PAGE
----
Creating customized agronomic packages for groundnut farmers-ICRISAT
One size does not fit all, and a single seed may not meet the needs of all farmers. The International Crops Research Institute for the Semi-Arid Tropics (ICRISAT) and the Telangana State Agricultural University (PJTSAU) have started a project to find out which groundnut variety is best for a certain location and to create a customized agronomical package.
The genotypes that perform well would be tested and identified at these demonstration sites. Following the trials, the institute would provide farmers with appropriate seeds.
The trials are being conducted in response to the State Government’s decision to expand groundnut production. The oilseed crop is grown on around 0.30 million hectares in the state.
The worldwide market is slowing down, both at the buyer and seller levels, as a result of many crises such as the Ukraine War and the Iran crisis.
Sujatha, who is the Principal Scientist (Oilseeds) at the Regional Agricultural Research Station (RARS) in Palem (in the district of Nagarkurnool), says that getting good seeds is the biggest problem for farmers.
An acre requires approximately 80–100 kilos of ground seed.
‘Another issue that has to be addressed is the availability of poor quality and mixed kinds of groundnut seed.’ ‘We are collaborating with ICRISAT to guarantee that new varieties are available to farmers as quickly as possible,’ she said.
The two institutes would collaborate with seed-producing farms to make excellent seeds available. To start, the two institutions at RARS (Palem) set up a program to build farmers’ skills and teach them how to make good seeds.
They delivered leaflets in Telugu to farmers, shedding information on appropriate agricultural techniques for groundnuts.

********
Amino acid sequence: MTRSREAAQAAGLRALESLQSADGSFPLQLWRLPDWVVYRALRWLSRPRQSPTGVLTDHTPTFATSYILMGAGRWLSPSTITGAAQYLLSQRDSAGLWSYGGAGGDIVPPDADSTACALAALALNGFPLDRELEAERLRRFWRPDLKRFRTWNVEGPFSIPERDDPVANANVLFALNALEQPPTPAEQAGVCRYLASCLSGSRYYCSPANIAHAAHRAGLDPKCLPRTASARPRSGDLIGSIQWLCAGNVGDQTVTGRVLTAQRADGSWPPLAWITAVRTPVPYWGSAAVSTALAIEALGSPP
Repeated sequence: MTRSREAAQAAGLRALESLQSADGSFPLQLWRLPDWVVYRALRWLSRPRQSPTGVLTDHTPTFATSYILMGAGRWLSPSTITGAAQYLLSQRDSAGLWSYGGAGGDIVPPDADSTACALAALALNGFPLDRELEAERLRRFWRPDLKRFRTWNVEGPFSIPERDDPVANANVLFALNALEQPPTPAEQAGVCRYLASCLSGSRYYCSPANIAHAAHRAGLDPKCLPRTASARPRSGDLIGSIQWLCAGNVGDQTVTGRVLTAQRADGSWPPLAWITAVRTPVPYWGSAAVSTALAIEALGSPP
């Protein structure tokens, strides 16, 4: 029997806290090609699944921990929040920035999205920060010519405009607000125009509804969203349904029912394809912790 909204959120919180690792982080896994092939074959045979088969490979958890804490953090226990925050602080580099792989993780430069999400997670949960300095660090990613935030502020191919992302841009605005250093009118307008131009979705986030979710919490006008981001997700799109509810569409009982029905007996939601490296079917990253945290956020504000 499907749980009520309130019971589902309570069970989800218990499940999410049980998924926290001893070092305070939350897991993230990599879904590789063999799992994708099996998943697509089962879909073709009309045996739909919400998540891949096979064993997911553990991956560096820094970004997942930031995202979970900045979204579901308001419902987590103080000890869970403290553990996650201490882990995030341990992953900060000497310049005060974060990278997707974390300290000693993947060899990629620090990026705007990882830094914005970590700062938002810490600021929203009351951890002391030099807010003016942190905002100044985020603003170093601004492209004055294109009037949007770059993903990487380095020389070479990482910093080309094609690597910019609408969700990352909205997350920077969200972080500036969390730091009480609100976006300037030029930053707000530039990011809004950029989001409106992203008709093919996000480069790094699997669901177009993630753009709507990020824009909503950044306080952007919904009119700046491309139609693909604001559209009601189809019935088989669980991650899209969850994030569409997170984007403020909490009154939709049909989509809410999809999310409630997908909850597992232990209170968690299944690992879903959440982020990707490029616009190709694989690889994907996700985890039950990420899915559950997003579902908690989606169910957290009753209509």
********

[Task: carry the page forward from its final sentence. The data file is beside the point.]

The Director General of ICRISAT Jacqueline Hughes thinks that groundnut farming needs to be improved all over the state to help farmers make more money.
‘We will contribute to the development of inclusive and sustainable seed systems and value chains in order to supply high-quality seeds at lower rates,’ she stated.
Production of seeds
Early this year, the ICRISAT, in collaboration with the Directorate of Groundnut Research, began production of the country’s first high oleic acid groundnut cultivars, ‘Girnar 4,’ on four acres of land at RARS-Palem.
‘Plans are in the works to work with seed corporations, farmer seed entrepreneurs, and Farmer Producer Organizations (FPOs) to assure availability to high-quality Girnar 4 and 5 seeds,’ an ICRISAT executive said.
‘ICRISAT’s breeder seed production will boost foundation and certified seed production by several entities,’ he stated.
‘We will develop customized agronomic packages for ICRISAT-developed groundnut varieties Girnar 4 and Girnar 5 and promote them in southern Telangana,’ said M Goverdhan, Associate Director of Research, Southern Telangana Zone, RARS-Palem.